At midnight, a twelve hours call for the Holy Spirit to rain down on those gathered in a tin-roofed church climaxed in a cacophony of singing, shouting, and crying–a collective, spiritual orgasm.

When those who believe the creator of the universe can hear their plea only with amplified voice finally succumb to sleep, this can be a quiet, peaceful place.

The rain did come, throughout the night and into the early morning. The rising sun warmed a cloud ladened landscape. The subtle bass rhythm of music rose from a distant flat. The voice of an infant oscillated from a low complaint to a full cry of discomfort in a world yet new. Two stories below our shared flat, the muddy streets were transformed into temporary streams which carry plastic bags, wrappers, and packaging through a muddy, gravitational descent.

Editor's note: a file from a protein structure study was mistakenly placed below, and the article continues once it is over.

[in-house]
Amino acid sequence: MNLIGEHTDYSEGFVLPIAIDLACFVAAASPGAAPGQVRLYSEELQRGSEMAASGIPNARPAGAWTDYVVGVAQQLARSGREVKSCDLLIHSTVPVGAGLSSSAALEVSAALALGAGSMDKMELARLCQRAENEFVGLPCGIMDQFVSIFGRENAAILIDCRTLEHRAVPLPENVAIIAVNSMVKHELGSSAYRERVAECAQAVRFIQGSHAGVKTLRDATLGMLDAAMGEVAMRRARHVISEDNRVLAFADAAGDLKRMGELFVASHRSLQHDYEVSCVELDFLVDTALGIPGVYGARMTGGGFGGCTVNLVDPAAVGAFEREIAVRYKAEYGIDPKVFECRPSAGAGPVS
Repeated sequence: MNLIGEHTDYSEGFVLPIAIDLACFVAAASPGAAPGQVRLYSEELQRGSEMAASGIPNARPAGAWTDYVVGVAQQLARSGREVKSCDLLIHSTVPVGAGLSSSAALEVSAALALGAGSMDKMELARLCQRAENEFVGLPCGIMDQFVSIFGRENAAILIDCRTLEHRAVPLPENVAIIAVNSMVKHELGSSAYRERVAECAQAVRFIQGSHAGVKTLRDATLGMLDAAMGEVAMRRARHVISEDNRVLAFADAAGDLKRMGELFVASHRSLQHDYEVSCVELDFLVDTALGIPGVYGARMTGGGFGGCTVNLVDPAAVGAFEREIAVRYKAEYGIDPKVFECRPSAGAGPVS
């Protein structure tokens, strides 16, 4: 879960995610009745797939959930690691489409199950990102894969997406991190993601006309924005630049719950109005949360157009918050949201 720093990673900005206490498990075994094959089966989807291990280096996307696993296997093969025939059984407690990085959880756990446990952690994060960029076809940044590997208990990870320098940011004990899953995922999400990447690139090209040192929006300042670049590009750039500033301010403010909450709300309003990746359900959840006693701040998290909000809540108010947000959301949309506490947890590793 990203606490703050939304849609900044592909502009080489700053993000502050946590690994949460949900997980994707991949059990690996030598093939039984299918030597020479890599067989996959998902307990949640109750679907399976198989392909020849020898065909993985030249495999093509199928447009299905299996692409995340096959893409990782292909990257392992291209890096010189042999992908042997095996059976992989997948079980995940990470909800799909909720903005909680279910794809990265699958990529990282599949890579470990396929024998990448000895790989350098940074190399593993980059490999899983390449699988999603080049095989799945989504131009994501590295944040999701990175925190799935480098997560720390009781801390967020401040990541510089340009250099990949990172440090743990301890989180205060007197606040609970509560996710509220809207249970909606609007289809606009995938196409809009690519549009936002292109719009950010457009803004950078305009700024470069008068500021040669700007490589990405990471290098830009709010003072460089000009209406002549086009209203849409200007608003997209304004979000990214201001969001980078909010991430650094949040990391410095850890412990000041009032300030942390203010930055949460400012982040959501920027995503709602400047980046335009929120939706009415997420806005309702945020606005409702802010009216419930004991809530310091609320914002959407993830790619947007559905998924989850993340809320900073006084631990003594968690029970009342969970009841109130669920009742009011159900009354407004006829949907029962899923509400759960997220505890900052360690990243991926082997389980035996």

I find my time in the cities perplexing.

While we move to a greater understanding of how our universe did unfold, deeper insight to what makes us whole, I see a world of increasing disconnection for who we are. A lack of understanding of the complex system of which we are a part. Fear of the environment outside of that which we have built.

Repeat attempts at replacing what makes us human with a technological revolution. Just one more upgrade, just one more download, and finally, we will have arrived to that place where our inherent biological tendency toward the path of least resistance is satisfied, our lives made more easy.

Yet, that place is never found.

Our youth know not what it means to be alone.